The writer and composer Cath Day’s “UKIP! The Musical” is currently selling out the Grand Theatre every day at the Surgeons Hall. I have a feeling that “UKIP! The Musical” is, for the most part, defensively a musical. If you try to argue that the show is unfair or satirically inadequate, the show’s reply is, well I’m only a musical, just a dumb loveable musical, so don’t take me too seriously!
“UKIP! The Musical” is indeed more substantial as a musical than it is as anything else. It is often singing, usually dancing, and always buoyant. It certainly has its moments. Godfrey Bloom (James Douglas Brennan) appears in Swahili costume and he sweeps us off into a brilliantly funny kind of fuddy-duddy rhapsody about travelling to “Bongo Bongo Land.” The cast do good turns as Margaret Thatcher and Boris Johnson, whilst in her all-too-brief visits to the stage, Nicola Sturgeon is dressed as the murderous dwarf from the horror movie Don’t Look Now.
But this Farage doesn’t fly. The performer Darren Benedict portrays Nigel Farage as an earnest, polite, somewhat foppish figure, who strangely bears more of a resemblance to David Cameron or even to Peter Mandelson than to the actual UKIP leader. He only ends up clamped to his eternal pint of bitter due to a Milliband-esque PR strategy to make him look more human. At first this seems like an interesting if rather overly conspiratorial take upon Farage’s character. Yet in blowing out Farage’s distinct spark of feistiness the musical has to leave out a lot of the story which it is trying to tell. The most famous incident from Farage’s catalogue of antics – that Election Day light aircraft disaster – is almost unbelievably never alluded to. You might assume that Day’s bumptious musical is meant to devour just this sort of wacky material, but her Farage, as I have indicated, doesn’t take risks and he therefore doesn’t fly. Those murky sexual allegations, that bust up on the streets of Edinburgh, that speech in which he asked the President of the European Council “Who are you?,” half of his comedy gold in fact, is expunged from a story which is trading with a floppier, altogether less self-assured Farage.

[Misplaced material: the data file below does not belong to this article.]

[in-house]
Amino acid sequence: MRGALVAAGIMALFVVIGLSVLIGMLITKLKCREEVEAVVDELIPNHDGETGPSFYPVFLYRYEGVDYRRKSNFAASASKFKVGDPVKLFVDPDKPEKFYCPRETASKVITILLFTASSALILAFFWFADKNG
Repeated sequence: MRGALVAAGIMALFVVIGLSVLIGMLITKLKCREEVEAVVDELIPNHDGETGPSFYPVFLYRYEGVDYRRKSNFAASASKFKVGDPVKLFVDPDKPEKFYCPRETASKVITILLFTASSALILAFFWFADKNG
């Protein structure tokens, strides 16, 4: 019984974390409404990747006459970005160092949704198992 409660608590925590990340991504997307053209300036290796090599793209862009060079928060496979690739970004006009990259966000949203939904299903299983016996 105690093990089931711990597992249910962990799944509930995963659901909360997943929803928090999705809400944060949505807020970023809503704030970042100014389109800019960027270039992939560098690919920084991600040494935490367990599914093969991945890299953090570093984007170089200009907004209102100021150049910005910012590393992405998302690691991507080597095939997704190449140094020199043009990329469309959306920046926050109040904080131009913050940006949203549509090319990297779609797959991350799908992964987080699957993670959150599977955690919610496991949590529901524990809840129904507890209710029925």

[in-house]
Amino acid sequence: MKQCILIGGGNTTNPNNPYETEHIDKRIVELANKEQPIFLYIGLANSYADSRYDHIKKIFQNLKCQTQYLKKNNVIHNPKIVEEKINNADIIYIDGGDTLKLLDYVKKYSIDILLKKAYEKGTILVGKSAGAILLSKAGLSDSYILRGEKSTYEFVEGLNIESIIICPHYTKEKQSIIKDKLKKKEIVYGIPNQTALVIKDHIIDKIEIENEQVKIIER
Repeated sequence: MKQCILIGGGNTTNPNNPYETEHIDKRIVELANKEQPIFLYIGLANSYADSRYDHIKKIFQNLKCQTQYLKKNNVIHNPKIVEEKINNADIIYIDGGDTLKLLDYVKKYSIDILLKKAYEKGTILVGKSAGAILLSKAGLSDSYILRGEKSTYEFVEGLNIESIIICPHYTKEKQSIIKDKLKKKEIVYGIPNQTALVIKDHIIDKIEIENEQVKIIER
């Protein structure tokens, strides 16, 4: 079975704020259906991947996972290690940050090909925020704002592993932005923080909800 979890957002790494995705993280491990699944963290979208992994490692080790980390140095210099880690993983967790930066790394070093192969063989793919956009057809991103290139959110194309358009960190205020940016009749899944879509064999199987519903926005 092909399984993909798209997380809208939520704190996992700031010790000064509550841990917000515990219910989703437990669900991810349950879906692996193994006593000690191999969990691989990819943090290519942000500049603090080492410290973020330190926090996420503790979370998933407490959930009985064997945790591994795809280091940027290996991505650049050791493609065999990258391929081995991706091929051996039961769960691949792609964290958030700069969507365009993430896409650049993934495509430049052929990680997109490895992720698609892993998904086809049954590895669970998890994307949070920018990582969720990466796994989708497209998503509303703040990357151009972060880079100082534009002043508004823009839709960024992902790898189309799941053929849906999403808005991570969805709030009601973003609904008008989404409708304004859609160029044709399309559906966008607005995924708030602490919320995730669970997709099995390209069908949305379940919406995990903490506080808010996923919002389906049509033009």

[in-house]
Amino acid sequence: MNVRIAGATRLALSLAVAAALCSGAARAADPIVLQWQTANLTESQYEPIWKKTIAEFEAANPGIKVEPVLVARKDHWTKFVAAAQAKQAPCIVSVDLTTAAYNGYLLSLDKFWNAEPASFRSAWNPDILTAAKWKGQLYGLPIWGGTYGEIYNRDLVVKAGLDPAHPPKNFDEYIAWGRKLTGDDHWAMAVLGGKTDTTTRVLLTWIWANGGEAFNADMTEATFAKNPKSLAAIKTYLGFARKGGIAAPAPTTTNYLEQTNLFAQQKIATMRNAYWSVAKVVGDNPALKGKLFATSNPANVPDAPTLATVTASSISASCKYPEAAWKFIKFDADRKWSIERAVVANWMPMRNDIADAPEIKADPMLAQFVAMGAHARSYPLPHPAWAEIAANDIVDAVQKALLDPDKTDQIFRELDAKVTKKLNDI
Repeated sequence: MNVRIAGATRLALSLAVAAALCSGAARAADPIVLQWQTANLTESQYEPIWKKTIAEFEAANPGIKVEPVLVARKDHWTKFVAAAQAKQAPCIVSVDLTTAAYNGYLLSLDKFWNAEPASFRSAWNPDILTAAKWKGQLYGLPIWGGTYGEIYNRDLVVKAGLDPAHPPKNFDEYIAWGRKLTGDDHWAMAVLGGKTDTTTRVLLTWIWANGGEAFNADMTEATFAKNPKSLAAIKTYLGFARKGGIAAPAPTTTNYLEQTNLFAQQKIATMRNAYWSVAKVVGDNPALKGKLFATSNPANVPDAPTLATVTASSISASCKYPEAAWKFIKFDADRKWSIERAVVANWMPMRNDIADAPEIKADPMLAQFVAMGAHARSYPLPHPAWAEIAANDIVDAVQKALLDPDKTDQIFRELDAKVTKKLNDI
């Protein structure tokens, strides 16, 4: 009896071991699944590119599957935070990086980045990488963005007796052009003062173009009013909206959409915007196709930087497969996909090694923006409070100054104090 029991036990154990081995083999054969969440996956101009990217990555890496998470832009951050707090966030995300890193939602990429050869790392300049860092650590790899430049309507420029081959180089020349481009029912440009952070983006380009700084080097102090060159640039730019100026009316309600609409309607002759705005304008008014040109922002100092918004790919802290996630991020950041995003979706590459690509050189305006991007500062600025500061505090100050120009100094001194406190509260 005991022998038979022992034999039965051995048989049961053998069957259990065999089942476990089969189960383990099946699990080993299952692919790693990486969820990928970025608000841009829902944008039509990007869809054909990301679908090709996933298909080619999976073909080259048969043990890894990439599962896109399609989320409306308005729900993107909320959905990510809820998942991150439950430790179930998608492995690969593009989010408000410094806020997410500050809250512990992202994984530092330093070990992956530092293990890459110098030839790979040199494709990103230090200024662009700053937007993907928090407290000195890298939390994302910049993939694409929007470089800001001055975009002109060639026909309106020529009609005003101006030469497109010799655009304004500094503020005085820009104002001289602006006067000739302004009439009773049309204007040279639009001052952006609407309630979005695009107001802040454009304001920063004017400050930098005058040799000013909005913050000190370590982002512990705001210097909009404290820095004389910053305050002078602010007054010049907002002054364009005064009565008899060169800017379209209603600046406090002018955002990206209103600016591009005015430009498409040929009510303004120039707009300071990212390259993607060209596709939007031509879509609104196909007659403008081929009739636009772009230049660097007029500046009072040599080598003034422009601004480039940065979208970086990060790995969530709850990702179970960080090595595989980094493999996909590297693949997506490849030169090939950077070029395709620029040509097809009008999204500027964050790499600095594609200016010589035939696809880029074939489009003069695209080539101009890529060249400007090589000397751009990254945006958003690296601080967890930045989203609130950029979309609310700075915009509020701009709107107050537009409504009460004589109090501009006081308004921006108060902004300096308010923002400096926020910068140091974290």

The musical is also mean-spirited in putting his wife on stage and cranking up the Germanic accent. Since she has never agreed to be exploited to help out UKIP electorally (incidentally, just like Moira Salmond and the SNP), this appears mildly illegitimate. The musical shows Farage winning a general election and becoming Prime Minister, whereupon his party commences a mass repatriation programme. So, the title is wrong then – this show should be more accurately called “BNP! The Musical.” UKIP’s approach to immigration is today far nearer to the Labour Party’s than it is to the fascists’.
I also have to query this show’s depiction of immigrants as constituting a toilet-cleaning, floor-scrubbing Dalit caste. Yes, we might be viewing them ironically, through Farage’s own 1960s perspective. Still, with imagery such as this put so joyously on stage they should be a mite more careful about throwing around the word “racist.”
Of course, this isn’t to say that UKIP doesn’t deserve a satirical takedown and the song “Let’s Pull Up the Drawbridge” in particular administers a good clean satisfactory kicking.
My favourite part of the show is actually unplanned. An official cuts the final applause short and he presents the cast with a Stage Award for Acting Excellence (Best Ensemble). The cast’s confused surprise and exhilaration are beautiful to behold. For a moment, this Farage looks like he is at last on top of the world.